According to the Polaris Project, one of the leading organizations in the battle against human trafficking, cases occur in every one of the nation’s fifty states. Even tiny Vermont, not typically thought of as a front-line location for human trafficking, has seen trafficking cases involving the sex trade, farming, and restaurants.
Dustin Duncan, an assistant professor of information security at Champlain College in Burlington, VT, is hoping to play a role in the battle against trafficking. He is working on a new app called “You Have a Voice,” which he thinks can assist sex trafficking investigators (often local law enforcement) with communicating with potential victims and determining the conditions under which they are working.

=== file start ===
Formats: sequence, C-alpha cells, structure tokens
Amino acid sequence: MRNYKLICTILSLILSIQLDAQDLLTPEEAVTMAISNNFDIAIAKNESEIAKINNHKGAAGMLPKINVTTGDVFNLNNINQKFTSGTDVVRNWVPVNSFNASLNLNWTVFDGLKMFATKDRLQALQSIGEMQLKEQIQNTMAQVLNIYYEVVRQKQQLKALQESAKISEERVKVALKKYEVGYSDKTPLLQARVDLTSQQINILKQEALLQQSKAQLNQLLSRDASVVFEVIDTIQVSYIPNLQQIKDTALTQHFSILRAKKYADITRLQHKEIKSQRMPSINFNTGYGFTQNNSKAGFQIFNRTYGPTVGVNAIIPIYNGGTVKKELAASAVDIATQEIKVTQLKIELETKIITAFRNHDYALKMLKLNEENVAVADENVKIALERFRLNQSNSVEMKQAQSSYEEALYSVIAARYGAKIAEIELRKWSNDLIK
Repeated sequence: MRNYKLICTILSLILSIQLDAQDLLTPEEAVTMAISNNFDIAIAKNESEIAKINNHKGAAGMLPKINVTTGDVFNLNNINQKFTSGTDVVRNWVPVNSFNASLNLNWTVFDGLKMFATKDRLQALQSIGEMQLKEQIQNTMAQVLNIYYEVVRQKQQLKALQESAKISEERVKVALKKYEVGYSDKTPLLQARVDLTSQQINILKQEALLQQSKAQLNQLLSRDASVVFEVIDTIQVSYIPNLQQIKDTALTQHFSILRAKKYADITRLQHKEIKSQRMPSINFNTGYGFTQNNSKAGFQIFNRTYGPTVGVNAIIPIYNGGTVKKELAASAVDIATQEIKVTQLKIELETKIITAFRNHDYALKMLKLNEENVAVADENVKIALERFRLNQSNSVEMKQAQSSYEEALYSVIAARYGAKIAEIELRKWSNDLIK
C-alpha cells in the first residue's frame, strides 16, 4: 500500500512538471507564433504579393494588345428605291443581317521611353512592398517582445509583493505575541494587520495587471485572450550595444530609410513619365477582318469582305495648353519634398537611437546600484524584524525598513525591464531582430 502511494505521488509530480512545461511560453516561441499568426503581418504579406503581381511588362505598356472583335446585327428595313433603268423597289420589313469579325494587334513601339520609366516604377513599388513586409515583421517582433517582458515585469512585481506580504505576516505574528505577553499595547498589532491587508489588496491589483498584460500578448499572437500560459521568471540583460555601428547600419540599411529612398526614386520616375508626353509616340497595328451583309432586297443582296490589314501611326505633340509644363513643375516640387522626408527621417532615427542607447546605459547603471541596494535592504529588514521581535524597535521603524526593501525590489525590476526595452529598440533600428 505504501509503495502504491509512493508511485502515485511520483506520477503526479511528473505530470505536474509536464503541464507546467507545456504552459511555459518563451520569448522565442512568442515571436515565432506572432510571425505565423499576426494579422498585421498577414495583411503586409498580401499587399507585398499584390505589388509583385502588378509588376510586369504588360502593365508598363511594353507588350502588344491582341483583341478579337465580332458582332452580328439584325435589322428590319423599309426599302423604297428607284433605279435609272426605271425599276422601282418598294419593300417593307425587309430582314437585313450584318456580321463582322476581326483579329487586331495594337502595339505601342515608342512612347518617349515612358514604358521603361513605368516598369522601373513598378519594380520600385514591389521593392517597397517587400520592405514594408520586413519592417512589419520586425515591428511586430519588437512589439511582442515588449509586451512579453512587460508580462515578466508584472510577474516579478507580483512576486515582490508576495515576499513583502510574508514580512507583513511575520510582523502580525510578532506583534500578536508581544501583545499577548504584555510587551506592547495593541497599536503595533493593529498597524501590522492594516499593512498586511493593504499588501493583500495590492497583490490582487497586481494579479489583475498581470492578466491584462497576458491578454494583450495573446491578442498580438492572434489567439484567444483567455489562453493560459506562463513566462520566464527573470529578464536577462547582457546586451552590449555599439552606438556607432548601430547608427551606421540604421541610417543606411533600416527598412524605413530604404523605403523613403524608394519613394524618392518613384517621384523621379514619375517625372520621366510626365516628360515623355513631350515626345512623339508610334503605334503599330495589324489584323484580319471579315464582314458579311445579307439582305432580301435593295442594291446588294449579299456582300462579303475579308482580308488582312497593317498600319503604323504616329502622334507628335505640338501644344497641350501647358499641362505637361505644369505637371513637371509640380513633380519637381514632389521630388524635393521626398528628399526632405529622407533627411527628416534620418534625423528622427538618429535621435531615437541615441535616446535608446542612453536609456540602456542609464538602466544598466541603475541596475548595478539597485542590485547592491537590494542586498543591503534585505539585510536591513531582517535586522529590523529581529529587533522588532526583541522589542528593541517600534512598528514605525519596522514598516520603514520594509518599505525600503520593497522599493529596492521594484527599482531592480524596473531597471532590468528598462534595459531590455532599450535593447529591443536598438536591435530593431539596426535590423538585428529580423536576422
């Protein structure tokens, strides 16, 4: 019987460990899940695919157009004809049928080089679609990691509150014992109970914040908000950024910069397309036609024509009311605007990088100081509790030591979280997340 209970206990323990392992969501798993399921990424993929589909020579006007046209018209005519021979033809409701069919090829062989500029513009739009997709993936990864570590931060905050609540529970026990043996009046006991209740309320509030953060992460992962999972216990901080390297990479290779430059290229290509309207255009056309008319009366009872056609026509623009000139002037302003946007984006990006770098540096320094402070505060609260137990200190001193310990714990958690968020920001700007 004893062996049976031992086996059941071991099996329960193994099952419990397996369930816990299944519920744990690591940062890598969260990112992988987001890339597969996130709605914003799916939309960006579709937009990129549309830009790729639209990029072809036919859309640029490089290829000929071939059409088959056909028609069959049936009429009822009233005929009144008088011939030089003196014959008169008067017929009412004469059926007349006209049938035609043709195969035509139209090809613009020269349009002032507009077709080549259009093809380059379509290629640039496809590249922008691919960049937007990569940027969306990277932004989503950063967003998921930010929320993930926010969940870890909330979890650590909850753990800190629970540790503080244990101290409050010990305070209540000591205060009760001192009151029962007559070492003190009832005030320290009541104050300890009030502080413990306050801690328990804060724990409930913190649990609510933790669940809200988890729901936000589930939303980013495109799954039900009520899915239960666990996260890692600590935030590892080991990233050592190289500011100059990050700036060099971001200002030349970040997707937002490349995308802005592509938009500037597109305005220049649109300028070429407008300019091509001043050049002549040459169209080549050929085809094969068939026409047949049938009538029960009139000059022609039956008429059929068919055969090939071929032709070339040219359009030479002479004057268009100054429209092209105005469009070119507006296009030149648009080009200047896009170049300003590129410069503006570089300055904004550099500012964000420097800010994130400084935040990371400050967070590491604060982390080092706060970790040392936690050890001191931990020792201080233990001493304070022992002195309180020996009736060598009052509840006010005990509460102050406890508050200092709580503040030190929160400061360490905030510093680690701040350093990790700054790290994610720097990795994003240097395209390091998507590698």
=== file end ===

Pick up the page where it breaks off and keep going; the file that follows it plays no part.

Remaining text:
The app builds on a anti-trafficking tool called “Out of the Shadows” developed by the Vera Institute. It is a 30-question, multi-choice survey designed to screen potential victims of human trafficking and determine what services or protection they might need. Potential victims can provide answers to the questions orally or they can enter them directly into the app.
One of the serious challenges faced by human trafficking investigators is coping with the myriad languages spoken by potential victims. Duncan has designed his app to address that problem by translating the “Out of the Shadows” questions into the most common languages used by human trafficking victims: English, French, Spanish, Arabic, and Mandarin. Duncan eventually plans to add in the next five most common language.
The “You Have a Voice” app promotion is currently in beta testing. Duncan will be presenting the app to the International Association of Human Trafficking Investigators at a training conference in Clearwater, FL on May 27-29. The presentation will give Duncan an opportunity to get feedback from people who engage daily in the battle against human trafficking.